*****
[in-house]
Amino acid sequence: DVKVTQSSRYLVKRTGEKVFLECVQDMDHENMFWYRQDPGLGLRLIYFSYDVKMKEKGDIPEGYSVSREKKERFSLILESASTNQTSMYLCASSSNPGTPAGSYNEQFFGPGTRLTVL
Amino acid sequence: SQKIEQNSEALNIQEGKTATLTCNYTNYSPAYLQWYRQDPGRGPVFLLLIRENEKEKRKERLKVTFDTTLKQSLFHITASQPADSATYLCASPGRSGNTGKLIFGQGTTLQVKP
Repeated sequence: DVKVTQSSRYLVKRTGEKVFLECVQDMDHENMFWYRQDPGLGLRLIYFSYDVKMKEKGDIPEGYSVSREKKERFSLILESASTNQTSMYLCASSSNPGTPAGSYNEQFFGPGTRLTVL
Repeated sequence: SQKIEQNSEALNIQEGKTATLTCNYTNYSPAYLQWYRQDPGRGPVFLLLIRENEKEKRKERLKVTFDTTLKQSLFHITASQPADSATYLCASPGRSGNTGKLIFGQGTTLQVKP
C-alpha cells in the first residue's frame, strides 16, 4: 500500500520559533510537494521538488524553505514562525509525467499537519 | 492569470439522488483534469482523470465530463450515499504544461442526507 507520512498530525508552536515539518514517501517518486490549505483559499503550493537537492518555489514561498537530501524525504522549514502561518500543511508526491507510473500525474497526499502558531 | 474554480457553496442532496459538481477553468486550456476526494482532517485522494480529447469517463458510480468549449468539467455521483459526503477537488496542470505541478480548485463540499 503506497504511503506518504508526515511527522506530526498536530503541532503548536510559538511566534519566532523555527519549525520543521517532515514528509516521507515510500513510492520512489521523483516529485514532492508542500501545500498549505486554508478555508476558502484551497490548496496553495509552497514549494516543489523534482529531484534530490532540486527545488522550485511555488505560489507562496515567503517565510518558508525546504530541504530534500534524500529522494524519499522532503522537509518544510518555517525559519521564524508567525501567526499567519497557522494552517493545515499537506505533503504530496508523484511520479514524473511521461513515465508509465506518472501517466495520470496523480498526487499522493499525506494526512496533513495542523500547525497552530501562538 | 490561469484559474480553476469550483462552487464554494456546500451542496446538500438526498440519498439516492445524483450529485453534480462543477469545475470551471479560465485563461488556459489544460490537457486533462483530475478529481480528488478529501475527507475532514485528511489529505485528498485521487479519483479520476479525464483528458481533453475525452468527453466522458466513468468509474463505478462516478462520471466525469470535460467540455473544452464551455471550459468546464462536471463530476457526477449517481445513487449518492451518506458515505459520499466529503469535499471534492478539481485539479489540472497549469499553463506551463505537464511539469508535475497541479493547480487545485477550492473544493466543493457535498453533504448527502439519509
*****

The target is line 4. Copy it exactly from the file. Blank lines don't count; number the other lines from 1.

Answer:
Repeated sequence: DVKVTQSSRYLVKRTGEKVFLECVQDMDHENMFWYRQDPGLGLRLIYFSYDVKMKEKGDIPEGYSVSREKKERFSLILESASTNQTSMYLCASSSNPGTPAGSYNEQFFGPGTRLTVL